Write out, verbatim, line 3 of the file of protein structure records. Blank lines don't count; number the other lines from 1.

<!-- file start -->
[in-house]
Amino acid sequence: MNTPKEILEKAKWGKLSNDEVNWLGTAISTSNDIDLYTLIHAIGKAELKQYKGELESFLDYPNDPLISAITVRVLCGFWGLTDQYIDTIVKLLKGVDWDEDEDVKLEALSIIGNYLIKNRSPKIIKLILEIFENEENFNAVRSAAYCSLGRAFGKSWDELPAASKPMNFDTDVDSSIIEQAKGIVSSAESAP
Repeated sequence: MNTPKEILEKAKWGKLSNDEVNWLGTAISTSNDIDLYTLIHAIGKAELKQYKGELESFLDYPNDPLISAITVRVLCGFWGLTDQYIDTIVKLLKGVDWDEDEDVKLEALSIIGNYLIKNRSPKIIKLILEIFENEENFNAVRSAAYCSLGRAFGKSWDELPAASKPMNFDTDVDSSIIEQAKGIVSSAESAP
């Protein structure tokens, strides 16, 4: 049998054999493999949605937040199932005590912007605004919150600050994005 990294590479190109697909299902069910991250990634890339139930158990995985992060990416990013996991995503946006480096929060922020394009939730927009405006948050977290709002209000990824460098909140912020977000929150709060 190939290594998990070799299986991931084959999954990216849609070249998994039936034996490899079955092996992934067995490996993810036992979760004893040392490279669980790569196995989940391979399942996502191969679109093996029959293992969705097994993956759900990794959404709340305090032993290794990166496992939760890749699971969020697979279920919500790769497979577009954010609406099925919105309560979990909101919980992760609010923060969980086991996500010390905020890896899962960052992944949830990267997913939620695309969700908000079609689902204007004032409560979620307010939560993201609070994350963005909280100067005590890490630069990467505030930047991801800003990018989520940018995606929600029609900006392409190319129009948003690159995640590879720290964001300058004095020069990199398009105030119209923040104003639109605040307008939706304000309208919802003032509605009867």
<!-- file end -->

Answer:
Repeated sequence: MNTPKEILEKAKWGKLSNDEVNWLGTAISTSNDIDLYTLIHAIGKAELKQYKGELESFLDYPNDPLISAITVRVLCGFWGLTDQYIDTIVKLLKGVDWDEDEDVKLEALSIIGNYLIKNRSPKIIKLILEIFENEENFNAVRSAAYCSLGRAFGKSWDELPAASKPMNFDTDVDSSIIEQAKGIVSSAESAP